February 13, 2007

What Difference...? pt. 1

What difference does being a Christian make in my life?

...it teaches me to be real.

Sorry; I didn't mean to leave you hanging so long after that last "teaser" post, but I've been having computer problems. I don't really understand why. I have the best computer that twenty bucks will buy, and I do feed the hamsters that spin the wheels that make it work....Anyway, here's the first of several responses.

I think the whole reason I am captivated by this question is that, even though Christianity does make a difference in my life, I spend a lot of time pretending that it doesn't. The reason I do all this pretending is that, even though I'm a pastor, I don't want all the stereotypes of pastors and clergy applied to me. I want to be cool. I want to be liked. I want to fit in. (The desire to fit in is something that few really outgrow.)

I don't mind playing the role of the smart theologian, a role that demonstrates the degrees and title I have. I can tell you what scholars and theologians say. But that doesn't answer the question. Like Jesus' question to Peter ("But who do you say I am?"), this question is much more personal. It's hard to answer it and still be "cool." It's hard to answer it, and still be "normal," still fit in.

The ironic thing is that one of the biggest diferences being a Christian has made in my life is by letting me know that it's OK to NOT be normal. Jesus wasn't normal, certainly not. As a 12 year-old, there was no place he'd rather be than in church, talking about scripture. Once, his parents couldn't find him, and they searched all over for him, and finally found him in church (the temple), talking about God with the leaders. His parents had been worried sick about him, and boy did he get in trouble for that! (I guess getting in trouble for not letting his parents know where he was is one way that Jesus was normal, but how often did you ever get in trouble for being in church?)

When Jesus started telling people his own ideas, it was apparent that his ideas were very different. They weren't what everyone believed. They weren't politically correct. If it were me, I probably would have kept my mouth shut. In fact, that's what I do much of the time. If there's an idea that's popular, I'll just go with the flow, even though it's not really what I believe. I'm not stupid, I know what happens to people who speak their mind too often!

A lot of people didn't like what Jesus said, but many others did. The people who didn't like what he said were the people who were important: the rich, the powerful, those who determined what was cool and what wasn't. Those who did like Jesus were those who were not cool. They were so uncool, there was no way they could pretend that they were cool. Everyone knew it. These were the people who had no social life, the people with reputations so bad that they could never be fixed. Sometimes, their reputations were their own fault: they had made mistakes, done some really stupid stuff, and were now paying for it. Sometimes it wasn't their fault: they were poor, crippled, or sick. But they all found it impossible to hide how un-cool they were.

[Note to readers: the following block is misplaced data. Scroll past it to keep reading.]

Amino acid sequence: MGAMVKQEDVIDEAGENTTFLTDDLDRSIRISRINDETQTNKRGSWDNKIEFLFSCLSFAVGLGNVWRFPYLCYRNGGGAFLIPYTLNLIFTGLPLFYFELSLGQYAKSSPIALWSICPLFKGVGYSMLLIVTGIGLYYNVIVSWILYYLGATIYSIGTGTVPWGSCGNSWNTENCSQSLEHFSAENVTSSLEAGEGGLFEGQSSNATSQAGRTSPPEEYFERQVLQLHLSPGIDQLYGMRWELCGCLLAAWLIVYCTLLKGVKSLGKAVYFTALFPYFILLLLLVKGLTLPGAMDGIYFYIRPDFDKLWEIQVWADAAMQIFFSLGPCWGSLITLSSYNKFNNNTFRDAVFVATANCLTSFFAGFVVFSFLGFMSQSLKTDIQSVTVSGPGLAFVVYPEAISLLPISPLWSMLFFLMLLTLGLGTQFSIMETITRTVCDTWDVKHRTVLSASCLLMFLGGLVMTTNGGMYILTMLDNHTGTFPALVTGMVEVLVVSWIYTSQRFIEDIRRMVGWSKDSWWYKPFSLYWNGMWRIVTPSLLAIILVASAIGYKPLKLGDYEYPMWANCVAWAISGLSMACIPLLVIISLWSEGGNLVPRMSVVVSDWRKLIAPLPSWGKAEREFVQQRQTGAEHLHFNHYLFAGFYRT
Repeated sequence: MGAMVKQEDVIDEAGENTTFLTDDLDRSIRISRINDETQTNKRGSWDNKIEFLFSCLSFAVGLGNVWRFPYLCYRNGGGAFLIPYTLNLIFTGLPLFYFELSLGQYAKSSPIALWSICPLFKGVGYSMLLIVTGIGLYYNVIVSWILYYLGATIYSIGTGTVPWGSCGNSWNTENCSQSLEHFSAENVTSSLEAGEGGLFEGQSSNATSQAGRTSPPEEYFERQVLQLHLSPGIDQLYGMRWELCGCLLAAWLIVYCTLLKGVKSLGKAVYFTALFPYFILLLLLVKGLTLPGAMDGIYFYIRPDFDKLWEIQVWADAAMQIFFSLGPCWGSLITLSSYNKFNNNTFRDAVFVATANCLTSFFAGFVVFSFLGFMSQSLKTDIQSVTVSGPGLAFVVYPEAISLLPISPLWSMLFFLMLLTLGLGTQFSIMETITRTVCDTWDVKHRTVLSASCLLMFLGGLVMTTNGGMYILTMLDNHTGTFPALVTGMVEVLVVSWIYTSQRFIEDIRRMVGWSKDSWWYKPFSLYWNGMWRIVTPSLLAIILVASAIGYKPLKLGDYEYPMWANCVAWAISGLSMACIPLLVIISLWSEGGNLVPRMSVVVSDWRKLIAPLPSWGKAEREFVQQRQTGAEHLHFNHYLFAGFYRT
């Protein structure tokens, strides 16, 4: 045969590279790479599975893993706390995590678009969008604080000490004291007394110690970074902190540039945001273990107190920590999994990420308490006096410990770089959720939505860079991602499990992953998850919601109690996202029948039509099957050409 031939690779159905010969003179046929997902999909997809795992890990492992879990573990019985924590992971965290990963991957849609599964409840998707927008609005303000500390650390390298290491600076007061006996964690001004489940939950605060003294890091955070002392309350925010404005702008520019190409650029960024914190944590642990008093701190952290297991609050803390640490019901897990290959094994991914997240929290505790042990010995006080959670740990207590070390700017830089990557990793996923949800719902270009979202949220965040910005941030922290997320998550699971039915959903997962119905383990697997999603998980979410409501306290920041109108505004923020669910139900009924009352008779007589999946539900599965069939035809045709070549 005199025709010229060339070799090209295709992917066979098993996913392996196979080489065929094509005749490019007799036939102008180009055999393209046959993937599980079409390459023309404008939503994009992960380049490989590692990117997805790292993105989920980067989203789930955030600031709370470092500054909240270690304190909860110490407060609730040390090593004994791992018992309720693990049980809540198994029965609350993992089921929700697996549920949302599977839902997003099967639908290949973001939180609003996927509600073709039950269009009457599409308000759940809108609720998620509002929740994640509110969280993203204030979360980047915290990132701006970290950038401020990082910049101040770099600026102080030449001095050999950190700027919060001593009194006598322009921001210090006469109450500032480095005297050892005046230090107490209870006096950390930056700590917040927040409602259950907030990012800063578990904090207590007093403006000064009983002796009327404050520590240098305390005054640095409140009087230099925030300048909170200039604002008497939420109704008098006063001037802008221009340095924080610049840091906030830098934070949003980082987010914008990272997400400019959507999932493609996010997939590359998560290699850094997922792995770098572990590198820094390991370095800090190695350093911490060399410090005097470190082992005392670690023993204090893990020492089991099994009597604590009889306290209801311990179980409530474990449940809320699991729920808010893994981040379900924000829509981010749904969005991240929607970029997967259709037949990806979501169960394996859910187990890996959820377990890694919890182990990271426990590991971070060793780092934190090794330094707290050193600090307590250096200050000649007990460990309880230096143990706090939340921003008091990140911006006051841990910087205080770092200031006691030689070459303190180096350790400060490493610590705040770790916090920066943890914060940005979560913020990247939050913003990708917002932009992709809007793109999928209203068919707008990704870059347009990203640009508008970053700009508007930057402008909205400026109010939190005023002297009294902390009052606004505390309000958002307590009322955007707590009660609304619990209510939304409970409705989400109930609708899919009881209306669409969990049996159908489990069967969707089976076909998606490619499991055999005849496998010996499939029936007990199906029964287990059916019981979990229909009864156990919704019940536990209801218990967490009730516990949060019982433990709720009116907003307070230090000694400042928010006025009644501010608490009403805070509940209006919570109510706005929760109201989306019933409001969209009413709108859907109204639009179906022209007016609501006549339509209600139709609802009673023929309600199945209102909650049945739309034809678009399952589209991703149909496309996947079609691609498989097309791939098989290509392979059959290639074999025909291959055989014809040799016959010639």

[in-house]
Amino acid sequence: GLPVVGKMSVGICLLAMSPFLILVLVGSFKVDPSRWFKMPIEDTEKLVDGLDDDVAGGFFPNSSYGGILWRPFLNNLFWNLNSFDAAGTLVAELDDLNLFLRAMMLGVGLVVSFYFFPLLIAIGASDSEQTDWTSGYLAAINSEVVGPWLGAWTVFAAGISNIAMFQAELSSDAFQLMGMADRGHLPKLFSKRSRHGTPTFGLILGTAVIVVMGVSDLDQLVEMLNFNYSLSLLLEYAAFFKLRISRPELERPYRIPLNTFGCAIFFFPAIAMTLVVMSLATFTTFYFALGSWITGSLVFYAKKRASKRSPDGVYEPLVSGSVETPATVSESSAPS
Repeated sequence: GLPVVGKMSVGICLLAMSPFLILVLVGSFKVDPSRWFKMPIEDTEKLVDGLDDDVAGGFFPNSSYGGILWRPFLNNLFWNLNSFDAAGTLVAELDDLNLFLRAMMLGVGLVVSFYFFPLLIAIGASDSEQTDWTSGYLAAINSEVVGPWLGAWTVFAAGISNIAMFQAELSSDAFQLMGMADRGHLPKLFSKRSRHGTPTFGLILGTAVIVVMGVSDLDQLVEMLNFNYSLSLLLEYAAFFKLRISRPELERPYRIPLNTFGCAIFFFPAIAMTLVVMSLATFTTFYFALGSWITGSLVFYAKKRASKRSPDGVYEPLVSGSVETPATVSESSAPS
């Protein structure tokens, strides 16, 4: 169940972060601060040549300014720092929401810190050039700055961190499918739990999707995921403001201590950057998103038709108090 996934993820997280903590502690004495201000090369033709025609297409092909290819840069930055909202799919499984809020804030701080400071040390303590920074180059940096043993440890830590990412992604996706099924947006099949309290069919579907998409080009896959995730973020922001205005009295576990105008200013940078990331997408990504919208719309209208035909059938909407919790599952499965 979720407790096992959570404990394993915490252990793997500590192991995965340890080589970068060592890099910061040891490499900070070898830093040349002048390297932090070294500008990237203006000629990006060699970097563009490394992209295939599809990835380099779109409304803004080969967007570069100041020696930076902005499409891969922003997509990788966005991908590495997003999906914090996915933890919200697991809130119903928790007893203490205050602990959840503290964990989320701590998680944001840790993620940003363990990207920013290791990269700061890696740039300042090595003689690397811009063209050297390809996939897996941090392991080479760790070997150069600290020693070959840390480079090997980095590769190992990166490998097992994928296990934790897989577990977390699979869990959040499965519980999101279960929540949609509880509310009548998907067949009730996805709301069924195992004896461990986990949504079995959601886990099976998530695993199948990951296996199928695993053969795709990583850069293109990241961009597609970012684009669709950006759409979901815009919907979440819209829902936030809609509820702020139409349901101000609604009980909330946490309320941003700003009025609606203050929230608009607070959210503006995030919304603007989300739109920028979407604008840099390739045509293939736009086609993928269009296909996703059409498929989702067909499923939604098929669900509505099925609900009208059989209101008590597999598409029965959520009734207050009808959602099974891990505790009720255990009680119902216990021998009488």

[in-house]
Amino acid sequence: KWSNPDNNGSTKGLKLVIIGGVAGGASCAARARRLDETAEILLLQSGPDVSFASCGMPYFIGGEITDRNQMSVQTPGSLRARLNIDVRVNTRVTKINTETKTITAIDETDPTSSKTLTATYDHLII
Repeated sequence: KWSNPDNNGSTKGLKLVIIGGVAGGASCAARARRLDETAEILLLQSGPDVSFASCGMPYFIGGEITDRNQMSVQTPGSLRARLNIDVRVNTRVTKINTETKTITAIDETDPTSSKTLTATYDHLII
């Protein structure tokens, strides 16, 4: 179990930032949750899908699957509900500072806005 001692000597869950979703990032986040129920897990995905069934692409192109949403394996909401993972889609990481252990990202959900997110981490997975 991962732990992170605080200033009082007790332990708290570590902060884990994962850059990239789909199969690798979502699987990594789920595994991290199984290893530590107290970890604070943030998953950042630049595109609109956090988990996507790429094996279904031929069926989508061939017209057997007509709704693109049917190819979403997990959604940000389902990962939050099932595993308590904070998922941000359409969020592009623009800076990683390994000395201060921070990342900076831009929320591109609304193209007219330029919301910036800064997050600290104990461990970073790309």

Here's a secret: the really cool people, those who are "important," they're really just as uncool as everyone else. They're just as scared as being discovered for who they really are as everyone else is. They're just as insecure as everyone else. The only difference is, they're better at hiding it. They're better at pretending.

Well, one difference being a Christian has made in my life is that I know that I don't have to pretend. I still catch myself doing it a lot, but the more I learn, and the more I grow, the more I discover that it's OK to just be me. Some people may not like that. They may think I'm uncool. But the truth is that when I stop pretending, I'm free. I don't have to hide behind the mask anymore. I don't have to work so hard anymore just to be cool. Being cool is too much work. And it's so fake. I'd rather be real than be cool.

Jesus wasn't cool. Some say that he was, but they're just trying to gather a crowd of cool people around them. Jesus wasn't cool; Jesus was real. When I learn about Jesus, I learn how I can be real, too.

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